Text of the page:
Undefeated world championship boxer. Co-Founder of the world’s largest nonprofit funder of Parkinson’s research. A distinguished neurogeneticist and senior investigator at the National Institutes for Health (NIH). Three-time American Ninja Warrior living with Parkinson’s. Although this group may sound mismatched, these four experts recently came together for a thought-provoking conversation on Parkinson’s disease (PD) — the answers we know today and the questions we are trying to solve.
With participants Laila Ali, Debi Brooks, Andy Singleton and Jimmy Choi, the “Spit” podcast — an iHeartRadio and 23andMe production — fueled an unscripted conversation on genetics, health, wellness, and advocacy to power Parkinson’s research.
Laila Ali, the youngest daughter of Muhammad Ali and retired boxing world champion, talked about her father’s resilience while living with PD for more than 30 years:
“Everything he did was conscious and intentional and had purpose. So, he was adamant about the fact that boxing was just his platform to do what he was really put on this planet to do, his humanitarian work. He felt like it made him even stronger to show people, I have this disease but I’m still going to come out. I’m not going to hide. Nothing’s going to stop me.”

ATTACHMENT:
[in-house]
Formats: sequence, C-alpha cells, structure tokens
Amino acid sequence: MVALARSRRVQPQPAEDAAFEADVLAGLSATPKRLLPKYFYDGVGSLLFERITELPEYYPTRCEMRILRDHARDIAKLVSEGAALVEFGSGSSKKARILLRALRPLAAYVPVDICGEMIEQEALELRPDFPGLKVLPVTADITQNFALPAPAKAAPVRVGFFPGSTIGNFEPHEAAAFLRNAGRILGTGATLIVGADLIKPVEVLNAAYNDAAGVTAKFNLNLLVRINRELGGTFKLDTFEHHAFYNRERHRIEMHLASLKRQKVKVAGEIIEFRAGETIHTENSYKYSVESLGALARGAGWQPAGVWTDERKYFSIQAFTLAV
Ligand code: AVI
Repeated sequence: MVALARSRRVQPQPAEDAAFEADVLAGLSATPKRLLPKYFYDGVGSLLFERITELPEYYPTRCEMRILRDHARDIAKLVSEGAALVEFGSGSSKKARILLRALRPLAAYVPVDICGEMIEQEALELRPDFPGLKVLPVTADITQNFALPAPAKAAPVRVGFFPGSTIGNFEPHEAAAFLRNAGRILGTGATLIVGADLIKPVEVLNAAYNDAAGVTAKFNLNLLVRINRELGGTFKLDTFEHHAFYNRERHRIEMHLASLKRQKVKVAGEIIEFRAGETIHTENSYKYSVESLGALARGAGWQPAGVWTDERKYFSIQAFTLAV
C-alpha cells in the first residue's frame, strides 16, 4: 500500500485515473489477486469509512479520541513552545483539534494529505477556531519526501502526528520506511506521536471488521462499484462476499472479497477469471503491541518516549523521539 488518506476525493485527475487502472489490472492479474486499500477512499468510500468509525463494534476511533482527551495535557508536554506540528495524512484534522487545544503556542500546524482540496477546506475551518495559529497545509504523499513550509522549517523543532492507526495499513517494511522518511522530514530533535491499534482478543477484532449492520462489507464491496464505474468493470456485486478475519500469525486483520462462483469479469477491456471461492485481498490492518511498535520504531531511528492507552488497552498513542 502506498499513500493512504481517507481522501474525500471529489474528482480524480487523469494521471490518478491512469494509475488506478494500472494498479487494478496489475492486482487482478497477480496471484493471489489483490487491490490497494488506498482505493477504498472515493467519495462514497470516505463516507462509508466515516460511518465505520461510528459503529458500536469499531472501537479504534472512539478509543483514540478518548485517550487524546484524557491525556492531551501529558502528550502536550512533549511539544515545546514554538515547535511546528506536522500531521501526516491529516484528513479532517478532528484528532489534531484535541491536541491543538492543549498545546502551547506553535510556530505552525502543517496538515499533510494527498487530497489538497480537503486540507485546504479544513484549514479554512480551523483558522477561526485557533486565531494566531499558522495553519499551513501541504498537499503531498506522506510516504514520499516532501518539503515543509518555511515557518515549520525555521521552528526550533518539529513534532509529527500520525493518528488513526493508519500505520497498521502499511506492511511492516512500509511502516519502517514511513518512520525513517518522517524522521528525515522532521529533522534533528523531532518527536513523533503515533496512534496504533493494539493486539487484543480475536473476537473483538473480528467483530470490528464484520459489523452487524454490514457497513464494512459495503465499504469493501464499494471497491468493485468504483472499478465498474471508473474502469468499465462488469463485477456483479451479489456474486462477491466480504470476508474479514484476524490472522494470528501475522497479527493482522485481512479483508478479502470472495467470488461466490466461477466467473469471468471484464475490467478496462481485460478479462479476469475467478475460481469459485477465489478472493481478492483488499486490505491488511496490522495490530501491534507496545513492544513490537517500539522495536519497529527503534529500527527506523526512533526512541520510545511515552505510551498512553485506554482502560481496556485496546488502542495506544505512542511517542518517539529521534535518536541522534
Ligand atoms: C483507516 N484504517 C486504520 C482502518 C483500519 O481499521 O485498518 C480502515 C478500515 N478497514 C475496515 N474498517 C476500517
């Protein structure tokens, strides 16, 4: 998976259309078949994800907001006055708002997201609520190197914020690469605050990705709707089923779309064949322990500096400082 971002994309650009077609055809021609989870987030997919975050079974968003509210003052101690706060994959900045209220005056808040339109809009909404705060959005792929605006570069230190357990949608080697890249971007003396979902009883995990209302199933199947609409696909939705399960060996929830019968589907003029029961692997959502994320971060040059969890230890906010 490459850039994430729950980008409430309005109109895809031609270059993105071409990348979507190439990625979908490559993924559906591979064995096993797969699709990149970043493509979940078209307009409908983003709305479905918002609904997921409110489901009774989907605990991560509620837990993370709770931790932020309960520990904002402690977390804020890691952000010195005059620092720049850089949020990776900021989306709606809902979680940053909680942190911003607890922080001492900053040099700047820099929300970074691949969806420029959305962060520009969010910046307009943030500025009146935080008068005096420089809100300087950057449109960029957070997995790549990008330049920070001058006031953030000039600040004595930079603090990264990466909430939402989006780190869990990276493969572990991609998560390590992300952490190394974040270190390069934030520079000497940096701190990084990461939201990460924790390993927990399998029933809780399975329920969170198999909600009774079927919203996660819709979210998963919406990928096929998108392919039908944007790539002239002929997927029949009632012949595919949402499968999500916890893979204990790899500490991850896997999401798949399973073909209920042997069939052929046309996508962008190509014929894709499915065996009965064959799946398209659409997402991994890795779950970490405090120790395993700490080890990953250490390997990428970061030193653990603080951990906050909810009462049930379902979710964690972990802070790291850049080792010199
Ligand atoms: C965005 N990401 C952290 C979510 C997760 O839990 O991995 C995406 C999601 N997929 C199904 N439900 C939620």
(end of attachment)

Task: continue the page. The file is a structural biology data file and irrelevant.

Debi Brooks, The Michael J. Fox Foundation (MJFF) co-founder, explained how Fox Insight — the Foundation’s online clinical study — is powering research through participation from patients and families:
“I really try to encourage people to think about doing it, and I do it myself, this data is available to researchers in real time, and it’s helping us parse all sorts of elements, understanding what patients experience, how it’s changing over time, which mix of symptoms they happen to have.”
NIH Investigator Andy Singleton, PhD, explained the velocity of discoveries in Parkinson’s research today and how understanding the role of genetics is getting us closer to a cure:
“If you understand those processes, you’re not kind of fumbling around in the dark anymore for a treatment. You’re aiming a treatment at those processes; you’re trying to stop the underlying disease at the molecular level.”
Listen to the entire conversation by clicking here.
Interested in participating in genetic research? MJFF’s online clinical study Fox Insight is accelerating breakthroughs by capturing the experiences of people with and without Parkinson’s. Through a collaboration with consumer genetics company 23andMe, people with Parkinson’s who join Fox Insight can access the 23andMe Health + Ancestry Service at no cost and add their genetic information to the study. Register at foxinsight.org.